According to reports on the fateful day, Donald had revealed that a brown paper bag was given to him by Smith to take to Dr Rodney and he was instructed that Dr Rodney should come out of the car and walk alongside the Camp Street Prison fence to test it. However, Dr Rodney did not do as was instructed and the bomb eventually exploded in his lap. Gregory Smith disappeared from Guyana soon after Rodney’s death, reappearing in French Guiana. In 1987, he told reporters in an interview that Rodney’s death had been the result of an accident. He said then that he had joined the Army as a Private in 1975, and was sent to England by the GDF to study electronics. After building an important Surveillance Unit for the Army, he said, he had been promoted to acting Sergeant. A charge of murder was laid against Smith when the PPP/C Government was in office on the anniversary of Rodney’s death in 1996.

PPP says it remains champion of working class

T

he People’s Progressive Party (PPP) is calling on all Guyanese to use the occasion of Labour Day to reflect on how far they have advanced in Guyana in terms of working class unity and economic and social gains. As a party that originated out of the bowels of the working class struggles, the PPP said it has always embraced a working class orientation. “It would be recalled that one of the first actions taken by the PPP Government after it won power in the elections of 1953 was to enact the Labour Relations Bill which ultimately led to the suspension of the Constitution by the British Government and the eviction from office of the PPP Government after a mere 133 days in office. It took the return of the PPP to power after 28 years of PNC dictatorial rule before the Bill was finally passed and enacted.” The PPP said too that it has always championed the cause of the working people, both in and out of office. In this regard, it said it is concerned over the failure of the Labour Movement to get its act together and called on the Guyana Trade Union’s Congress to stop engaging in all manner of dilatory tactics and work earnestly with the Federation of Independent Trade Unions of Guyana (FITUG) to heal the rift in the labour movement. “It is clear that the TUC, instead of genuinely representing the cause of the Guyanese workers, are more interested in promoting an Opposition agenda which is doing harm to the interests of its constituent members and the working class movement as a whole. The PPP takes this opportunity to call on all workers not to allow themselves to be fooled by those who profess to have their in-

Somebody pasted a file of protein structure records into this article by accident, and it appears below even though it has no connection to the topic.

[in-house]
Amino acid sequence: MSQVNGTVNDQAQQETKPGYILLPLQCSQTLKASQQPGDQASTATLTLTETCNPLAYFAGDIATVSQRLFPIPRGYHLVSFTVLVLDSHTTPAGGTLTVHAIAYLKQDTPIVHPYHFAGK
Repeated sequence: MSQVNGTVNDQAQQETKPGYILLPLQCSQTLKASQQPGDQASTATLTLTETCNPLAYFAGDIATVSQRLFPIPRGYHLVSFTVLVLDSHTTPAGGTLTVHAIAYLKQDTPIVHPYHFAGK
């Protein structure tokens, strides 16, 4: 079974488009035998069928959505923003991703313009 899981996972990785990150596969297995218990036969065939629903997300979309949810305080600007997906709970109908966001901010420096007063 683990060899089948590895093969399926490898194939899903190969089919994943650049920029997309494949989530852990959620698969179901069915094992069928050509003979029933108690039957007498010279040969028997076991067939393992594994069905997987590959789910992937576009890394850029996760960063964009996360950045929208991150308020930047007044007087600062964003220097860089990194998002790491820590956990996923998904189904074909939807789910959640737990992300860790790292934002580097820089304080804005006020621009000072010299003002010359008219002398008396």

terests at heart, but who are doing everything in their power to undermine the economic well-being and unity of the workers.” Commitments The party said its commitment to the working people of Guyana can be seen in the numerous pieces of legislation passed. Some of these include The Termination of Employee Severance Pay Act, The Trade Union Recognition Act, The Occupational Safety and Health Act, The AntiDiscrimination Act, along with the constant update of the Labour Act and the Holidays with Pay Act. “Our ratification of ILO [International Labour Organisation]Convention on Domestic Workers put us ahead of all the countries in the Caribbean and the recent introduction of a National Minimum Wage, along with a 40-hour work week, gave nearly 32,000 workers who are non-unionised massive increases ranging between 60 per cent to 80 per cent increases. We also adapted to ILO Decent Work Country Programme.” Moreover, the party said its record of granting annual increases to workers, thus improving real wages, has supassed the expectations of the critics and has not been matched by the undemocratic forces which misruled Guyana for the period 1964 to 1992. “The PPP takes this opportunity to commend the PPP/C administration for the several measures it has taken over the years to protect the working and living conditions of workers, especially at a time when the working class in other parts of the capitalist world are reeling under the impact of a severe economic and social crisis.”